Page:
Following the mass bleaching event of 2016, it is important to understand what coral bleaching is, and what the consequences are for the reef, as well as for our nursery. This page is not only a explanation of bleaching, but will also document the mortality in our nursery caused by the bleaching as soon as we have the data analysed. Stay tuned for more info on species survival. What is Coral Bleaching?
In April 2016, we started to notice the usual colours draining from our beautiful corals. This phenomenon is known as Coral Bleaching, and is caused by excessive stressful conditions in the seawater. To understand coral bleaching and why it is happening it is useful to first understand what coral really is…
Coral is made up of hundreds of tiny jelly-like creatures, all attached to each other. Like their jellyfish cousin, these animals have stinging tentacles that are used to catch plankton in the water for food. The animal’s skin is actually transparent, but living within it are thousands of plant or algal cells called zooxanthellae, which give the coral polyps their colours (browns, greens and yellows). The algal cells provide the coral animals with lots of energy. In fact, about 90% of the energy that coral needs to survive is taken from these algal cells as they convert sunlight into sugars through photosynthesis. With this energy, the coral animals are able to build a hard, limestone skeleton by accumulating naturally occurring calcium and carbonate ions from the seawater. This skeleton is white, and this is what we see during coral bleaching events (explained later).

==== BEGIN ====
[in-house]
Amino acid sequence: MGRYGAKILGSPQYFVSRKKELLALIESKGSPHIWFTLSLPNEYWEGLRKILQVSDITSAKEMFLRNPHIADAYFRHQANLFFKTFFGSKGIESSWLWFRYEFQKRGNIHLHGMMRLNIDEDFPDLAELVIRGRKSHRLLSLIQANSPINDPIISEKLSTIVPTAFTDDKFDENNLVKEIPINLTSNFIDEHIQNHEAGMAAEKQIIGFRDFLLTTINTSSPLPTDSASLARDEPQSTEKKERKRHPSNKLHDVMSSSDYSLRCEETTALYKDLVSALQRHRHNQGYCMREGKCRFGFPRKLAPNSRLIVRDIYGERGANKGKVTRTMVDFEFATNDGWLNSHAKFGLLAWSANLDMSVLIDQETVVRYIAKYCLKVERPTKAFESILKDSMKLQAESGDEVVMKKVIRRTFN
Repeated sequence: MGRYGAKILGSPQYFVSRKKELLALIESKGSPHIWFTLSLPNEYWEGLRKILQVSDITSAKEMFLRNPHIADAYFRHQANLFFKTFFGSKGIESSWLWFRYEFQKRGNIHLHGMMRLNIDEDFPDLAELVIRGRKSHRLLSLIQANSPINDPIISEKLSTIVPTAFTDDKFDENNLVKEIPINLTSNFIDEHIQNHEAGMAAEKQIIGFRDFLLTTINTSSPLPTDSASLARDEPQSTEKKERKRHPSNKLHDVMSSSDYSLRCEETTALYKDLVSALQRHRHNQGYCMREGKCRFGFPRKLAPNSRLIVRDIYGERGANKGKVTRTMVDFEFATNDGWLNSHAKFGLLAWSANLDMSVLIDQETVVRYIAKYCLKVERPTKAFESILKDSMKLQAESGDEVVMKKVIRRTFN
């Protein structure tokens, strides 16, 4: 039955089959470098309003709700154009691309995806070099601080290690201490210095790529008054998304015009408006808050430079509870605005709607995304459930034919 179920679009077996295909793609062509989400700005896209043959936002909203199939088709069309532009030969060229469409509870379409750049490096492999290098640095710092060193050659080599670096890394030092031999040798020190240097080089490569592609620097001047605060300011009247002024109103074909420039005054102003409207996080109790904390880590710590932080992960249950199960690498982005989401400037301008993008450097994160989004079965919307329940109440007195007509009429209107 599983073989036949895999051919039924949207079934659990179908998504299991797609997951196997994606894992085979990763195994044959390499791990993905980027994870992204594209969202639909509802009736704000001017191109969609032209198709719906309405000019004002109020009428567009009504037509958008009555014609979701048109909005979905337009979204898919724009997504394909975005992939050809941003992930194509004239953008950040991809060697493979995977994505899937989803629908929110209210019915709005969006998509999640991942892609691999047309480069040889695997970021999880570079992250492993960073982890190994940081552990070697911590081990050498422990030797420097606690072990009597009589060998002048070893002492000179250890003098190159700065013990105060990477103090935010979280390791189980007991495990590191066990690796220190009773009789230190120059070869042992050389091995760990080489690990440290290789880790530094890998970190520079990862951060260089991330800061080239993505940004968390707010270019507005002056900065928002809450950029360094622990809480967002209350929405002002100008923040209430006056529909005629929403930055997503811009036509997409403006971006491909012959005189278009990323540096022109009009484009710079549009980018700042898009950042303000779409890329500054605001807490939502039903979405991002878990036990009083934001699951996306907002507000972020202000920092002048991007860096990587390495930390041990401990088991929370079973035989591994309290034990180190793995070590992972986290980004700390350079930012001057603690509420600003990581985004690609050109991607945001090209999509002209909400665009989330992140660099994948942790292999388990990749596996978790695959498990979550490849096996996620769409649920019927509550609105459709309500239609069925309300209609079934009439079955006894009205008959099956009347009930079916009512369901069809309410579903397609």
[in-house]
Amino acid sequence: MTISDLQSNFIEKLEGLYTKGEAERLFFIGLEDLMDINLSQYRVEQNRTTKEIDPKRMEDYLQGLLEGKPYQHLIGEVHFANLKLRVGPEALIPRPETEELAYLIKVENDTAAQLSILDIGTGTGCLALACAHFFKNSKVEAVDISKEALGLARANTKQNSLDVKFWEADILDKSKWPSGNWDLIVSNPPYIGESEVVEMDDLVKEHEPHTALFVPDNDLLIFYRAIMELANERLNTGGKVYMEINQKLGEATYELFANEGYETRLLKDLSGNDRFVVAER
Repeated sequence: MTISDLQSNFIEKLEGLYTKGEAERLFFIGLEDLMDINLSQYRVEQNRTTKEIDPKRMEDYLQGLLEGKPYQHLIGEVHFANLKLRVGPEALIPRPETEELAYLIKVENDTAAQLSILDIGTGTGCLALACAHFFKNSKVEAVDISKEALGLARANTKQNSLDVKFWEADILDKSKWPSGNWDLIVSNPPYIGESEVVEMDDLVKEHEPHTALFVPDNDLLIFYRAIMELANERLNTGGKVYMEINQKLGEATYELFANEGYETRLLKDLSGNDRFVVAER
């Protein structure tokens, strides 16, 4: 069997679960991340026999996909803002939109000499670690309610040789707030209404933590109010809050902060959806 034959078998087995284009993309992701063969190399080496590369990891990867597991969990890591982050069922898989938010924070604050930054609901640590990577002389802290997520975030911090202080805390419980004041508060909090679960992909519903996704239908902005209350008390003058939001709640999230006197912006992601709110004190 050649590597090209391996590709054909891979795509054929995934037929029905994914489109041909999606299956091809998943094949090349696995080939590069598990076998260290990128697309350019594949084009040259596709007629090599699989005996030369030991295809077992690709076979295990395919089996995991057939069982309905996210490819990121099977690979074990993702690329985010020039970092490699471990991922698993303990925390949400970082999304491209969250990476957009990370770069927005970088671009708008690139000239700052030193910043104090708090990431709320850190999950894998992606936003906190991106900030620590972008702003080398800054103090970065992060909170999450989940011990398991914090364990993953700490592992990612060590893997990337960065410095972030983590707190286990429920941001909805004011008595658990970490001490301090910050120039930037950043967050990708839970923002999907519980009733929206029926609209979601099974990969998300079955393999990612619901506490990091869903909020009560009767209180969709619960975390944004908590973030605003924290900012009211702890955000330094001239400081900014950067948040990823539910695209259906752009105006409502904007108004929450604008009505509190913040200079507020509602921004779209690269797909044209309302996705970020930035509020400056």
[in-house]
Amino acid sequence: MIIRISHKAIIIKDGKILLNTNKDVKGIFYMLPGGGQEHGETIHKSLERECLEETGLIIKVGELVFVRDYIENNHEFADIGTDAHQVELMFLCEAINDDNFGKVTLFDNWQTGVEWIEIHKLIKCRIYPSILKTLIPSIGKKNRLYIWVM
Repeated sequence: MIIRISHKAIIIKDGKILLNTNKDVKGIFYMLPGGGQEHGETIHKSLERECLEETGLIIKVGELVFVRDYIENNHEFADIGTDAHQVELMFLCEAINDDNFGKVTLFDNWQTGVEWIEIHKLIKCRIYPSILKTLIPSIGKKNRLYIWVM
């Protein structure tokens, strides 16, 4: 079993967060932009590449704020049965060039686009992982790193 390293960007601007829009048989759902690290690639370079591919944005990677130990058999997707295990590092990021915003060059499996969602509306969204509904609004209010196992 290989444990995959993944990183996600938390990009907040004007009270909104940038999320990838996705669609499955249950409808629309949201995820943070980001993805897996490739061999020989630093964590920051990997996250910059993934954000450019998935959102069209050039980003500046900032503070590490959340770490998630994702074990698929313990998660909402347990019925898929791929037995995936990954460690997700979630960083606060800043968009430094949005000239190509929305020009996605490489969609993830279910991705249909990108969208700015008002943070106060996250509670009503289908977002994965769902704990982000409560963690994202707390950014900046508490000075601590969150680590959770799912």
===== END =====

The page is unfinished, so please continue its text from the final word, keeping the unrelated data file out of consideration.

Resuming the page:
Coral bleaching is a stress response to unfavourable abiotic or biotic conditions. The 2016 bleaching event happened because of an increase in water temperature. We experienced very hot and calm weather during April and May 2016 in Maldives. This was caused by El Nino– a cyclic weather phenomenon affecting the Pacific Ocean which is so influential that the whole world can feel the effects. Here in the Indian Ocean, we experience a rise in sea surface temperature. Since 1900, the world has endured 26 El Nino events, and the 2016 El Nino was, in some aspects, the strongest in recorded history with sea surface temperatures rivaling that of the 1997/1998 El Nino, with an average increase of 2.3°C!